North Carolina Districts Under Legal Fire for Academic Failure

In what will be a landmark quality-of-education lawsuit in August, attorneys will ask for a complete and detailed plan from the North Carolina State Board of Education, which will include timetables for their plan to bring schools into compliance with the basic education mandate from former Supreme Court rulings.

As of now, 56% of all school children in the state are in danger of academic failure. Attorneys for low-income North Carolina schools say that the state has abandoned its commitment to providing students a sound education.  The lawyers cite lowering of school budgets, too many low-scoring students, and programs which have been disposed according to Jane Stancill, reporter for the News Observer.

Many of the initiatives, which were mandated in 2008, have been done away with by the state’s schools.  The case’s  overseeing judge, Howard Manning, has written a letter in which he states  that “way too many thousands of school children have not received an adequate education”.  Although he is waiting for end-of-school test scores and ACT scores, the Wake County superior judge has issued a warning:

“Notwithstanding the results of these assessments, the State of North Carolina cannot ‘cut and run’ from the results by reducing standards and deleting the assessments because they do not bring good news,” Manning wrote in his report. “The children of North Carolina have a constitutional right to a sound basic education and the adults who are paid and charged with the responsibility of providing that education in every school and classroom have no valid right to cover up the results of their failure to provide that opportunity, parents and the public included.”

The addition of the Common Core, a call for higher education standards, has not improved on-going “dismal test results”.  State legislators recommended replacing the standards, and have dropped 8 of the 11 end-of-course tests since 2000.
In a violation of the Supreme Court ruling, the state has watered down or removed strategies such as smaller class sizes, more time instructing, well-trained teachers, early childhood programs, and improved professional development.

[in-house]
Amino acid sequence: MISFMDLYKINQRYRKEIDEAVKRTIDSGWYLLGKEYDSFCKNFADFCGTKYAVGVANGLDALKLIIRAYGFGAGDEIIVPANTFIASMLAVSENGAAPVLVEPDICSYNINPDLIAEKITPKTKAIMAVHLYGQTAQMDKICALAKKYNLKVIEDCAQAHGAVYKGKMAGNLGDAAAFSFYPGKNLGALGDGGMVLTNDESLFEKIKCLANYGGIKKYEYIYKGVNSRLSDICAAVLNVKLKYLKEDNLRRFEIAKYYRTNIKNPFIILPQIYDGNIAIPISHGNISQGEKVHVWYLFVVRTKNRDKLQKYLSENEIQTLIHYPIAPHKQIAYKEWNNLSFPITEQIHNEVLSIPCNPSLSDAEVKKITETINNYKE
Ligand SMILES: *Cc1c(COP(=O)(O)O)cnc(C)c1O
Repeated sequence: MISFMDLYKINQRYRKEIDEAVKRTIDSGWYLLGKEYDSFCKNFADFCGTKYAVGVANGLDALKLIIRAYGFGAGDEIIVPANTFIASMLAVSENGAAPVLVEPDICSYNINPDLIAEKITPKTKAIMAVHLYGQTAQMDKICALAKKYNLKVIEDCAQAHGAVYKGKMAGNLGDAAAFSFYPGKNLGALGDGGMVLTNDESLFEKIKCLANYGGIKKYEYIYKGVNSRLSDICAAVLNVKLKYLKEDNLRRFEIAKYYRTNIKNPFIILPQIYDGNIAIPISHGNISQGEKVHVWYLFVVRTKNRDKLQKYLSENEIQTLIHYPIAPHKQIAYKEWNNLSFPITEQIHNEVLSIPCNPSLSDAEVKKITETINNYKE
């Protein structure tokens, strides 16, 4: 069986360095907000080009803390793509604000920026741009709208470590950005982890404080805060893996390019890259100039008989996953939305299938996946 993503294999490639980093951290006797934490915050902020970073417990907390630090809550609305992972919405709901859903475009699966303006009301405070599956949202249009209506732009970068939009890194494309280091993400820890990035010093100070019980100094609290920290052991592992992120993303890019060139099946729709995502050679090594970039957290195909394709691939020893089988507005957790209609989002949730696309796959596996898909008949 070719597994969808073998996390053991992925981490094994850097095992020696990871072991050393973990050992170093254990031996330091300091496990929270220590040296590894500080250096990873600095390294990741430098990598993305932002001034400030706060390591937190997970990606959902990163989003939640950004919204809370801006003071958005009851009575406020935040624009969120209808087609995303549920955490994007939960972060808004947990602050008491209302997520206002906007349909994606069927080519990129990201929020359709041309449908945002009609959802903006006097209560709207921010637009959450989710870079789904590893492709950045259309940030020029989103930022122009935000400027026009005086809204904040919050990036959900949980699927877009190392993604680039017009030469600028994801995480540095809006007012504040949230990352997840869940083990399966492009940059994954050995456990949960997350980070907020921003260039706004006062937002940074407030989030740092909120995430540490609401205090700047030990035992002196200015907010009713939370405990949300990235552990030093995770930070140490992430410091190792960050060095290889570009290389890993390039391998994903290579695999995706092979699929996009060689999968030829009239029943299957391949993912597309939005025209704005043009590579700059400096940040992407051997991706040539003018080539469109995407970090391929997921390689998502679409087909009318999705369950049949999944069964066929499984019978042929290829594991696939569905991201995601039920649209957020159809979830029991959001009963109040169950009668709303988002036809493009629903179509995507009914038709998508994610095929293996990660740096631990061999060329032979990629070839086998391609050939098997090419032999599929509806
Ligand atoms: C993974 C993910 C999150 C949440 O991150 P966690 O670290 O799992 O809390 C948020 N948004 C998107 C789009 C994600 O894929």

Judge Manning believes that students who are reading well by the end of third grade have a better chance at educational success.  He added that teachers have the tools to make this happen.  They have access to the Read to Achieve course, a format that includes frequent informal testing,  but the tools are not being used correctly.  Those opposed to this type of reading program say that it puts pressure on students and could result in an aversion to reading.
Lawyers for the schools blame years of budget cuts and programs which have been jettisoned for the low North Carolina school’s student scores, reports the Associated Press.
As if North Carolina’s education program for K-12 is not under enough pressure, Guilford County Schools in North Carolina are faced with a state law, set to be enforced starting in 2018,  that calls for an end to teacher tenure in the state.  The state wants to force 25% of teachers who are eligible for tenure, based on previous legislation, to give up the tenure they have already earned.  The state School Board’s primary concern is that enforcing this kind of action retroactively is unconstitutional.
Tuesday
05 13, 2014
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